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Arch Dis Child. 2011 Jul;96(7):622-9. doi: 10.1136/adc.2010.191312. Epub 2011 Apr 20.

Associations between problems with crying, sleeping and/or feeding in infancy and long-term behavioural outcomes in childhood: a meta-analysis.

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Swiss Etiological Study of Adjustment and Mental Health, National Centre of Competence in Research, Institute of Psychology, University of Basel, Birmannsgasse 8, Basel, Switzerland.



Excessive crying, sleeping or feeding problems are found in approximately 20% of infants and may predict behavioural problems in childhood.


A quantitative meta-analysis of 22 longitudinal studies from 1987 to 2006 that statistically tested the association between infant regulatory problems and childhood internalising, externalising and attention-deficit/hyperactivity disorder (ADHD) problems was carried out; 1935 children with regulatory problems were tested. Cohen's d was used to express the association between regulatory problems and behavioural problems. Heterogeneity of the effect sizes was assessed using the I(2) statistic and meta-analysis of variance and meta-regressions were conducted to assess the influence of moderators. Rosenthal's classic fail-safe N and correlation of sample sizes to effect sizes were used to assess publication bias.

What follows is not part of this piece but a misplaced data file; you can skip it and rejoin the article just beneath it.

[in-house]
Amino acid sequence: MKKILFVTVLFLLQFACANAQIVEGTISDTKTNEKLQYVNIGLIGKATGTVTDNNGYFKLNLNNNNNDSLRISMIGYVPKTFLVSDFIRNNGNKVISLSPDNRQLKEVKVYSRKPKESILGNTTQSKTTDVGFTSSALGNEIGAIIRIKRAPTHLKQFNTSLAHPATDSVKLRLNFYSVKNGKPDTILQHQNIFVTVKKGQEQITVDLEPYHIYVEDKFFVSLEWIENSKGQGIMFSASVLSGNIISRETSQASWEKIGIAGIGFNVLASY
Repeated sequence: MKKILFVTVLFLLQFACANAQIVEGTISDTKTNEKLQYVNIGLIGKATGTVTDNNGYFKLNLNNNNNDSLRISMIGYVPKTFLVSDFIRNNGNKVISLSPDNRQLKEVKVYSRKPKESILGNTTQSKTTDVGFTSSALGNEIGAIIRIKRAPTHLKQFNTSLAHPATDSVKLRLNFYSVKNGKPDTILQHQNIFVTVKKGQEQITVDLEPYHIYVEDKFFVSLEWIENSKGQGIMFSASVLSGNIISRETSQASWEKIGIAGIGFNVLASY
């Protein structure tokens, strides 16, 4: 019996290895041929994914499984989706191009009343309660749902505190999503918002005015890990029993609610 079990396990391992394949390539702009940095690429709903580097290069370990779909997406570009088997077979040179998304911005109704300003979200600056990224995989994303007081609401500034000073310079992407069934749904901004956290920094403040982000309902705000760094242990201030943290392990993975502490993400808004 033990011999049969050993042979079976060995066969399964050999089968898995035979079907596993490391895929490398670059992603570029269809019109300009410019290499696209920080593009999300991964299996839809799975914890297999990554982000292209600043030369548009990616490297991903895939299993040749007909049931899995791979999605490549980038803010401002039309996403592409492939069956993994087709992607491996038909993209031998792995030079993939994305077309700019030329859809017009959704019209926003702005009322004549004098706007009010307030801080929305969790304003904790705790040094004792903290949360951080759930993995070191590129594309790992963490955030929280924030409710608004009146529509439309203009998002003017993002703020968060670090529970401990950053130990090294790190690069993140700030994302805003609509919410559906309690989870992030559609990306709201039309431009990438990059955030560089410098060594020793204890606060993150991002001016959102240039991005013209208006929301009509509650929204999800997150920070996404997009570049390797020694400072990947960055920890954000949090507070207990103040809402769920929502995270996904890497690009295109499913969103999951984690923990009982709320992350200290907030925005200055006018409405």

The weighted mean effect size for the main regulatory problems-behavioural problems association was 0.41 (95% CI 0.28 to 0.54), indicating that children with previous regulatory problems have more behavioural problems than controls. Externalising and ADHD problems were the strongest outcome of any regulatory problem, indicated by the highest fail-safe N and lowest correlation of sample size to effect size. Meta-analyses of variance revealed no significant moderating influences of regulatory problem comorbidity (I(2)=44.0, p>0.05), type (I(2)=41.8, p>0.05) or duration (I(2)=44.0, p>0.05). However, cumulative problems and clinical referral increased the risk of behavioural problems.


The meta-analyses suggest that children with previous regulatory problems have more behavioural problems than controls, particularly in multi-problem families. Further studies are required to assess the behavioural outcomes of previously sleep, feeding or multiply disturbed children.

[Indexed for MEDLINE]

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